I recommend the book. I suggest you consider it as a gift for your mate on his or her birthday. Or, to your mate as a Valentine’s Day gift! Since Amanda was born on Valentine’s day, I get to do both at the same time!

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1Not really. Fried bread is not really found in every culture. See: Every Culture Has a …

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Comments

  1. #1 Miss Cellania
    January 4, 2011

    Man, for a science blogger, you write a good romance scene!

  2. #2 Greg Laden
    January 4, 2011

    Wait …. it was supposed to be slapstick!

  3. #3 Stephanie Z
    January 4, 2011

    Some of the best romance is the sort that doesn’t take itself too seriously.

  4. #4 KeithB
    January 4, 2011

    Some of the funniest scenes in the various “Thin Man” movies are the romantic ones.

  5. #5 Donna
    January 4, 2011

    Who was the lady?

  6. #6 Greg Laden
    January 4, 2011

    Donna, thanks for the opportunity for me to say that I’m not a kiss and tell kind of guy!

  7. #7 Kaylia
    January 4, 2011

    Sweet!
    I think you are right… I think this will be the perfect gift for my science nerd partner :)

    Great review Greg!

  8. #8 Paul
    January 4, 2011

    I call BS on this story–every man knows that there is no escaping from the “friend” zone.
    &lt/cynicism&gt

    Seriously, though, did you ever see her again?

  9. #9 Greg Laden
    January 4, 2011

    Kaylia: Go for it!

    Paul: Seriously, I don’t kiss and tell.

  10. #10 Warren
    January 4, 2011

    Given what I know of some neighborhoods in some cities in the US, I was expecting there to be another shoe dropping a la “The cop never mentioned it, but he might have been troubled by the fact that my partner was a black woman.” I’m glad that it wasn’t that kind of narrative. There’s too much ethnocentric bigotry afoot as it is.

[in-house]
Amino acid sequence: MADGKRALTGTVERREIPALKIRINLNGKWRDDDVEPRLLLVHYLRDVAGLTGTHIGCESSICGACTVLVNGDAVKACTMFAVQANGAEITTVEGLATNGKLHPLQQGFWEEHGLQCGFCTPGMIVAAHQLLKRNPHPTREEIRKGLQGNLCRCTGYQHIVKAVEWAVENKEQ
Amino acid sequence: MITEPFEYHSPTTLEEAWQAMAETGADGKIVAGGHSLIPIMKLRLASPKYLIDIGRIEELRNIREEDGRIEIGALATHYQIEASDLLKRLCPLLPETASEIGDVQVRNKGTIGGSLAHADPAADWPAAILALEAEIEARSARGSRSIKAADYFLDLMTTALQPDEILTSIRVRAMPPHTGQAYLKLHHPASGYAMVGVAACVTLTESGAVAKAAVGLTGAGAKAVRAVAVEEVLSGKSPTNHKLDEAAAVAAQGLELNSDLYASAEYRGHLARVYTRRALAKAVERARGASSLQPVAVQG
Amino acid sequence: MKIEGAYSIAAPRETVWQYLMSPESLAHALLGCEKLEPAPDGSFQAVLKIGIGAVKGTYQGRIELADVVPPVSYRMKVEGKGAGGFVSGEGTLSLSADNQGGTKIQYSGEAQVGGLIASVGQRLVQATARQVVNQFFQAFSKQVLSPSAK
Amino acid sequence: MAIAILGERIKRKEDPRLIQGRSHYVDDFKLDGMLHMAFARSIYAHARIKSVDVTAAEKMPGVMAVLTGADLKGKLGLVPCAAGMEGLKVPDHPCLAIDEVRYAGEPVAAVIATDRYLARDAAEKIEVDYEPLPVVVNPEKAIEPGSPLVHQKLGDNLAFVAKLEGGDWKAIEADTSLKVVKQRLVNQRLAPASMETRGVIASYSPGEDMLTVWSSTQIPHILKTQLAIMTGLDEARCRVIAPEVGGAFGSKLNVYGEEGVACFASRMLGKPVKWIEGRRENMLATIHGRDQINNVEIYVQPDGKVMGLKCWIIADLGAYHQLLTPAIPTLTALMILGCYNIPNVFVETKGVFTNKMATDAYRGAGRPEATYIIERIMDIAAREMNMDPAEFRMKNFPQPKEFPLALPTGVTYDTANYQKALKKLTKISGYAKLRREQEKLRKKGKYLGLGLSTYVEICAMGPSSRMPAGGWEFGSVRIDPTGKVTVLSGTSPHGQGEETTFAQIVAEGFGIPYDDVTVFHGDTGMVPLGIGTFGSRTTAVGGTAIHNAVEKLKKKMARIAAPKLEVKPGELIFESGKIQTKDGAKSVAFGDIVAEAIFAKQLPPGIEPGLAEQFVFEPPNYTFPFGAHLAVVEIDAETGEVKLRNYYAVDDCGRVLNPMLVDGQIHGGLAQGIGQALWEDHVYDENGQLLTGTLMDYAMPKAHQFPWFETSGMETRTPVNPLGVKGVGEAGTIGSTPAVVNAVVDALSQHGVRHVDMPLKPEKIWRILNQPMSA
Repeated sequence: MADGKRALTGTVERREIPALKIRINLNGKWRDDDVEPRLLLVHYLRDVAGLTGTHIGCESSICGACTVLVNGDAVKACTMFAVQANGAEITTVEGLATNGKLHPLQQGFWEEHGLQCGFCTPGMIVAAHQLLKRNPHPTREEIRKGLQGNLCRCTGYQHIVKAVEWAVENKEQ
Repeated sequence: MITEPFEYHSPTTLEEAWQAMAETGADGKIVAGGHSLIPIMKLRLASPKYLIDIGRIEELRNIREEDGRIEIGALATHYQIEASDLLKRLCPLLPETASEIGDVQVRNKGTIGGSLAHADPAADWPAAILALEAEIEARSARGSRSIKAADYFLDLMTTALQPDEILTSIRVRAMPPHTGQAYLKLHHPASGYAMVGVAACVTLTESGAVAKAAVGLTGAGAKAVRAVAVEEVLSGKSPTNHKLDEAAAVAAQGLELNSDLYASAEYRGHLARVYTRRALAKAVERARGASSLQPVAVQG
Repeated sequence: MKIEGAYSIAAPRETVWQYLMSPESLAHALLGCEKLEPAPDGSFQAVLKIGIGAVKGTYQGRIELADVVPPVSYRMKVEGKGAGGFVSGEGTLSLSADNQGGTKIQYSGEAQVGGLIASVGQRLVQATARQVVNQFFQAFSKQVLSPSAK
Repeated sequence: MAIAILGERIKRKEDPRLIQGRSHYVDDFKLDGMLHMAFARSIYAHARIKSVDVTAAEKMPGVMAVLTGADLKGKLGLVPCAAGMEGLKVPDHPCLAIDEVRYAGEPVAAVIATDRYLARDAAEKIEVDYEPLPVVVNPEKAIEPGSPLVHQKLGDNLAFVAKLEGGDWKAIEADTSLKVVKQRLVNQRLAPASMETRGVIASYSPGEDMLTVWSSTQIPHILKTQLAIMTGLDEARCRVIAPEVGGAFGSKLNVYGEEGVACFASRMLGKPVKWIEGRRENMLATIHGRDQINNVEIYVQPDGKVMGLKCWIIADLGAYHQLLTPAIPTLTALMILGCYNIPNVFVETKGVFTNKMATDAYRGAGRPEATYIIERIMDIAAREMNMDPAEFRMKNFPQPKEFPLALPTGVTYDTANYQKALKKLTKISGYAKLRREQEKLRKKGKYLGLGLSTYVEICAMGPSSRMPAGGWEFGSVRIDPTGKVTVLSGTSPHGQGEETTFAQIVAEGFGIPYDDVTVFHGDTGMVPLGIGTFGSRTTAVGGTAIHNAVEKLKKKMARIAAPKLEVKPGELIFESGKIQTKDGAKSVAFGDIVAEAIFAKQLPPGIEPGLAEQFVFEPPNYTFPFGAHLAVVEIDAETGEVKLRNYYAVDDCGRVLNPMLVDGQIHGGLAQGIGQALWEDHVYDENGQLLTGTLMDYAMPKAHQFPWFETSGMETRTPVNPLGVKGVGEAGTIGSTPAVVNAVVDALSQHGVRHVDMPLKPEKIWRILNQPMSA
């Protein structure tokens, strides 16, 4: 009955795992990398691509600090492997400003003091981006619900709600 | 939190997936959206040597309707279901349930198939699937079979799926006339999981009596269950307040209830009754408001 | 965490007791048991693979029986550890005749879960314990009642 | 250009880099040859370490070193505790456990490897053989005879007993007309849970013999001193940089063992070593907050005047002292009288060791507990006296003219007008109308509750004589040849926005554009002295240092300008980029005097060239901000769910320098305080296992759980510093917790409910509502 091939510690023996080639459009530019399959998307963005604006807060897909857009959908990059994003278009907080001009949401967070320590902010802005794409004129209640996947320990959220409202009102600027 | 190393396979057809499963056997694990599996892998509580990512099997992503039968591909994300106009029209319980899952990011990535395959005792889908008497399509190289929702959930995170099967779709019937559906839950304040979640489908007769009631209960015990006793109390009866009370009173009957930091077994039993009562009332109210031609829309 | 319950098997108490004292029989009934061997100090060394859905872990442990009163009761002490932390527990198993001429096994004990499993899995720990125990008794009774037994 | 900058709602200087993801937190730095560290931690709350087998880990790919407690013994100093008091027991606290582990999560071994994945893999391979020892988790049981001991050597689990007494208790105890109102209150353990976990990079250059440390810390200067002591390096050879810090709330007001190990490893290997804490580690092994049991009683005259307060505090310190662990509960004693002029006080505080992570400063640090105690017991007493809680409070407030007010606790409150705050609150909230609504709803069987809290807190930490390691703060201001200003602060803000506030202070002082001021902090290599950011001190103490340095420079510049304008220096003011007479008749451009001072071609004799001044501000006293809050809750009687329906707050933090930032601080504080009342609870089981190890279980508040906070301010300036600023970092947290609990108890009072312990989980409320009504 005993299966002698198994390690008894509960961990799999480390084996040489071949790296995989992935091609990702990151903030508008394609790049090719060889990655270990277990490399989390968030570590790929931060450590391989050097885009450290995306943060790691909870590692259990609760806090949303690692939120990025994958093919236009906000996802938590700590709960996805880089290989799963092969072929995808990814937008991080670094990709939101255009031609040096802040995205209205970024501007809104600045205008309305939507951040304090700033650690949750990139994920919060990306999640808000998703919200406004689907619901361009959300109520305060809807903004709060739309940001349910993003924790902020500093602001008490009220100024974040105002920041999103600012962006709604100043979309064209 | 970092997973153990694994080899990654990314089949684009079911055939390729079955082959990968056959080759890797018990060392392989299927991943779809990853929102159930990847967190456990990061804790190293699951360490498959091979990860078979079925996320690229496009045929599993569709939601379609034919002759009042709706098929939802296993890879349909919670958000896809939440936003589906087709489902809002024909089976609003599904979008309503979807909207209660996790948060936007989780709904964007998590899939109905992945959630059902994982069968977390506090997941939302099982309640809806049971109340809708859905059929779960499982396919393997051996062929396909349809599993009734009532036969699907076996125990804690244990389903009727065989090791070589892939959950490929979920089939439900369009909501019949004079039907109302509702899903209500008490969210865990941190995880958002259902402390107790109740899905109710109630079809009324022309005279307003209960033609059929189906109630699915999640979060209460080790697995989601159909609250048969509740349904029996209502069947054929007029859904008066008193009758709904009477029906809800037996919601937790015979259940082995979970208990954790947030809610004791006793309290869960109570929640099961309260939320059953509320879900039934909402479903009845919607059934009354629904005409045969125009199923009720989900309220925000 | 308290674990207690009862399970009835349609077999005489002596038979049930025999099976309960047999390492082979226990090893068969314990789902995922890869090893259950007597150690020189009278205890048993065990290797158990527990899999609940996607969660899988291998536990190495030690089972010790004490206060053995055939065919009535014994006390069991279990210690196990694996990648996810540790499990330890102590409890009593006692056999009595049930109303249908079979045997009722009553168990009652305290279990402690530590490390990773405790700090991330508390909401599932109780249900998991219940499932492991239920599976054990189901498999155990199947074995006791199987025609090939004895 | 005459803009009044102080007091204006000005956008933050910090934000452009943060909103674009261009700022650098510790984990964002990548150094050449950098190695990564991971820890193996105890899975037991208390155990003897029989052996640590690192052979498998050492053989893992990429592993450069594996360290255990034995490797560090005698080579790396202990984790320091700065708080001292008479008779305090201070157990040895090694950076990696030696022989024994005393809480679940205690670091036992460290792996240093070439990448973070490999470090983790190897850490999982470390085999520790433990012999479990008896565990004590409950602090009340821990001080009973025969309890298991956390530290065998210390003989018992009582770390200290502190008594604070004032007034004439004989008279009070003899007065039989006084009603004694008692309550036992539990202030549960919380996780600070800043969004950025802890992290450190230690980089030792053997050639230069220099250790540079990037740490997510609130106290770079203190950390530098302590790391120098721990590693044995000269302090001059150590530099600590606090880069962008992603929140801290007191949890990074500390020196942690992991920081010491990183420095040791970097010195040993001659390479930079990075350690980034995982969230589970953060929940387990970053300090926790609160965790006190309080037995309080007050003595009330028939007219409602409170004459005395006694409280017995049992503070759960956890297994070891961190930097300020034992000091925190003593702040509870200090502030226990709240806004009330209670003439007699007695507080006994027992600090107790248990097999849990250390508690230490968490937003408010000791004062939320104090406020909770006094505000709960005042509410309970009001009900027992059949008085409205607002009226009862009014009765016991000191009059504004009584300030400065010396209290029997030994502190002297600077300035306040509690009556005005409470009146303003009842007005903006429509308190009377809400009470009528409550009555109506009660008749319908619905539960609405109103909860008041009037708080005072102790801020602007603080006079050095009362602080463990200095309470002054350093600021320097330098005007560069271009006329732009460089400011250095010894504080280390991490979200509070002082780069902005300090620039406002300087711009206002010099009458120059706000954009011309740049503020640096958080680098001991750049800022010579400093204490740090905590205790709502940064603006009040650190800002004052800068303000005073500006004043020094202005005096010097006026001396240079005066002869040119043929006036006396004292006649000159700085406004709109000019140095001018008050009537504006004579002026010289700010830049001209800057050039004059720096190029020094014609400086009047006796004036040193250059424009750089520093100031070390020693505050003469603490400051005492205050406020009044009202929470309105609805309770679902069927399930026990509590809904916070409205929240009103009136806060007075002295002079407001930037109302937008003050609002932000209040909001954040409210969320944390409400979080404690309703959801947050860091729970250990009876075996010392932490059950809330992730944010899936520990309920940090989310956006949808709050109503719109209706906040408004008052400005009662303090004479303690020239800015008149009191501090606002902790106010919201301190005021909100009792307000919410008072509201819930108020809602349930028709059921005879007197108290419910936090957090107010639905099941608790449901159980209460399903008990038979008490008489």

11. #11 Elizabeth
    January 4, 2011

    Lovely story, and a must-read.

  12. #12 WMDKitty
    January 5, 2011

    Definitely a must-get for my partner. Love him dearly, but the man could use a refresher course on kissing. -_-;

    (If I wanted to be slobbered on, I’d have gotten a dog.)

  13. #13 Ana
    January 5, 2011

    HAHA! Great story, Greg – what happened next???

    (Good sell, too.)

  14. #14 Greg Laden
    January 5, 2011

    What happened next? Everybody lived happily ever after except the police officer who is still seen wandering the streets looking for his burglar!

  15. #15 BlindWatcher
    January 5, 2011

    Thank you, very interesting.
    As an aside, I almost never kiss my daughter (who’s now 4yrs) but rather “nose-touch”..
    I was never trying to be new-age or anything, it just seemed natural to me, especially as I have a rather large nose.
    It still seems to me, on reflection, a more satisfying & appropriate way of connecting with a child, than kissing. Using the same activity (kissing) in a sexual context & to connect with children is rather weird when you think about it.

  16. #16 StewartP
    January 6, 2011

    When we moved to France from England 7 years ago it was a shock to find stange adults kissing our kids (on the cheek). But after paedophile paranoid Britain even that was shocking.
    Picking up he kids from school (aged between 4 & 10) their frinds would come up to us and stand, faces upturned… What did they want? They were waiting to be kissed.
    On the other hand, lip kissing in France is considered very intimate, reserved only between lovers.

  17. #17 Fred Tracy
    January 9, 2011

    Not only is this subject fascinating, but your writing is AWESOME. I’m glad I found this via the book review carnival. You can count me as a newly made fan.

    p.s., I’ve always found these things fascinating. I’ve read that the biological reason that men like when women wear red lipstick is because their lips are, in general, proportional to – and representative of – their genitalia.

    Thus they paint them red to accentuate certain features. As an evolutionary biologist, whadda ya think? :)

  18. #18 Greg Laden
    January 9, 2011

    OK, maybe, but then, what do men do to … advertise the … qualities … of THEIR genitalia!?!?

  19. #19 StewartP
    January 10, 2011

    Drive Porsches?

  20. #20 Amanda Gulledge
    January 16, 2011

    I enjoyed this – great writing style. Mwah!

  21. #21 Stephen Moore
    January 16, 2011

    Using the same activity (kissing) in a sexual context & to connect with children is rather weird when you think about it. -BlindWatcher

    Not really, when you think about it. Unless one considers is odd to use the same activity to calm a scared child and to express affection to one’s sexual partner, such activity being the caress.

  22. #22 Rob A.
    January 17, 2011

    Just ordered.

  23. #23 Greg Laden
    January 29, 2011

    Take note: http://tinyurl.com/4payl7c … regarding the subject of this post.

  24. #24 Patricia
    February 22, 2011

    I love this story, and the book was OK too.

  25. #25 Lynne Seipp Siegel
    May 19, 2011

    Yowza Greg!